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GPS Fleet Tracking: So Much More Than Dots On A Map


When the concept of GPS fleet tracking was introduced about a decade ago, it was just "dots on maps" says Daron Brinsdon, National Integrated Solutions Manager for Navman Wireless, and its main purpose was for fleet managers to identify driver location. While basic, this added visibility had a very positive impact on businesses as managers could allocate their fleets more efficiently and were able to have better fleet accountability. Since then, GPS fleet tracking has become much more advanced with the ability to measure everything from driver locations to time spent at a job, to traveling time and driver behaviour.

Daron shares some insights into how GPS fleet technology is continuing to revolutionise the way companies do business.

What are some interesting and new ways you're seeing GPS fleet tracking being used in Australia?

Traditionally GPS technology has been focused on internal business benefits, but we're beginning to see a shift to using the technology to improve the customer experience. With technology being at everyone's fingertips, we've seen customers' expectations change.

One great example of a company using GPS fleet tracking for a competitive advantage is Domino's Enterprises Limited (Domino's) Pizza. Domino's has outfitted all their delivery vehicles across Australia with GPS fleet tracking, which has dramatically improved business efficiency and fleet safety. The tracking ensures that staff do not get lost, dispatch runs as smoothly as possible, and delivery routes are fast and efficient, ultimately ensuring hot and fresh pizzas are delivered to customers.

The unique part of Domino's GPS fleet tracking, however, is that instead of the data just being available to the store manager, customers can see drivers en route via smartphone apps and web browsers and follow the pizza's journey to their doorstep. This added engagement has been positively received by customers and Domino's is opening new stores around the country to meet growing demand.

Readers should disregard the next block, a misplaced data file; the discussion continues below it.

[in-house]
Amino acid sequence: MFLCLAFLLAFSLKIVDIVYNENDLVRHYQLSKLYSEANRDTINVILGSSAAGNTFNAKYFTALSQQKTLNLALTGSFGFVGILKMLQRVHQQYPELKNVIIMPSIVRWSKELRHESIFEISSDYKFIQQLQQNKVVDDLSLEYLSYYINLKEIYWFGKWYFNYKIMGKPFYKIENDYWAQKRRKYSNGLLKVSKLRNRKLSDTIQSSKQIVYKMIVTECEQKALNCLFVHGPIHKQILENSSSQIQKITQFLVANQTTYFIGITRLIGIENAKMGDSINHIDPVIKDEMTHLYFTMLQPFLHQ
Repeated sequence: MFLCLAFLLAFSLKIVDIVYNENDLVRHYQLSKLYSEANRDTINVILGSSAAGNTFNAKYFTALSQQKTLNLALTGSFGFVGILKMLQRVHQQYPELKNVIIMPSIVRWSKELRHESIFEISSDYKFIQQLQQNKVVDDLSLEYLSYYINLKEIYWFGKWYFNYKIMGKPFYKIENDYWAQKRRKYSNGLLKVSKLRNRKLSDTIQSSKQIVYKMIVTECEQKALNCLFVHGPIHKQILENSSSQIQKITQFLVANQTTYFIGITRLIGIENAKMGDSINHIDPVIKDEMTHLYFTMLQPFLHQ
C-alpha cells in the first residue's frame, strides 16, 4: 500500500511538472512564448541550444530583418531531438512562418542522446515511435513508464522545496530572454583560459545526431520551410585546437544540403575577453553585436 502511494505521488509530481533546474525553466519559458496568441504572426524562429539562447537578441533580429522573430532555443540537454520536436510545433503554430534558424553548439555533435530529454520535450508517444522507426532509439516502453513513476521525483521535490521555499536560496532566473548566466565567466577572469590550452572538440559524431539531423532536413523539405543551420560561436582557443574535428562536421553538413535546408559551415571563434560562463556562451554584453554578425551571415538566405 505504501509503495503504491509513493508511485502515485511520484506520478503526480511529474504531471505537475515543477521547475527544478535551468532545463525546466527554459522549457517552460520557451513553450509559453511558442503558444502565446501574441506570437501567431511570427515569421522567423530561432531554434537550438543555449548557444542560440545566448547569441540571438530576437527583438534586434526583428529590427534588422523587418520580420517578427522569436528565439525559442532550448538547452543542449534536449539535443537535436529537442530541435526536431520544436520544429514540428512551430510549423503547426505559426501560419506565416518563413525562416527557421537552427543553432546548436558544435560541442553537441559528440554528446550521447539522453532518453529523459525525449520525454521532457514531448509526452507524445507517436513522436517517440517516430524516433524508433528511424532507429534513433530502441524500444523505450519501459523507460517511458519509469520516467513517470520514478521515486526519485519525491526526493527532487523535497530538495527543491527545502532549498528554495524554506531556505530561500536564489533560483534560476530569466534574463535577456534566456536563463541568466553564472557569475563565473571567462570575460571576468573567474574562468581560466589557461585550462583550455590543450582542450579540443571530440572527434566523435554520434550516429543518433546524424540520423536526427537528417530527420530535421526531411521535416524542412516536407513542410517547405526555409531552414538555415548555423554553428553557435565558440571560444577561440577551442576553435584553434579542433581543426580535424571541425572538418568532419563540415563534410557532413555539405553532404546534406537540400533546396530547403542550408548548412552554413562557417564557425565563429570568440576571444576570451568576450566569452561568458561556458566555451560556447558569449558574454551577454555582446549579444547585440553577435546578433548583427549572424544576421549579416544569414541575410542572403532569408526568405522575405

Do you see this trend continuing in other industries?

This is something that I think we will be seeing much more of in the next six to 18 months. Today when you hire a plumber or electrician you're often given a five hour window of when they may arrive at your home. Soon this will be a thing of the past as GPS fleet tracking will be able to notify you when the plumber is en route, greatly helping customers manage their time.

What are some other ways that companies in Australia are using telematics?

One area that Australia has lagged behind in comparison to the United States and Europe is using GPS fleet tracking for route optimisation. This area is now becoming more of a focus for Australian businesses as they see the business value of saving time and petrol ? especially as fuel costs rise in Australia.

Route optimisation is figuring out how many job destinations you have in one day and planning the most efficient way to get there. It allows managers to consider time obstacles such as city during peak rush hour or school zones during drop-off and pick-up times, which can have a big impact on a fleet's efficiency. To make the most of route optimisation, it must link to electronic job allocation and scheduling. Many Australian businesses are still running their business off pen and paper when it comes to scheduling, which prevents optimising workloads for each employee. I see this changing in the next six to 12 months.

Do you have any predictions of how technology will continue improving fleet efficiency in the coming years?

Biometrics is something that we've seen consumers rapidly adopt with the increasing popularity of technologies such as wearable heart rate monitors. I think this type of technology will be embraced for very practical purposes in fleet management.

When it comes to drivers, there are a lot of misconceptions about driver performance. For example, most fleet managers would logically think that driver incidents would take place towards the end of a work week ? when drivers have been working long hours and are fatigued. However, data shows that most accidents actually occur on Mondays after drivers have been out partying over the weekend. We need to have better insights into this type of thing to help protect our employees. This is where biometrics can help us. There are companies already doing some really exciting things to keep drivers safer. For example, SmartCap makes baseball caps outfitted with sensors monitoring driver fatigue. LumeWay has EyeAlert which focuses entirely on the driver's alertness levels or inattention to the road ahead. I think we will see biometrics being used for these practical purposes much more in the future.

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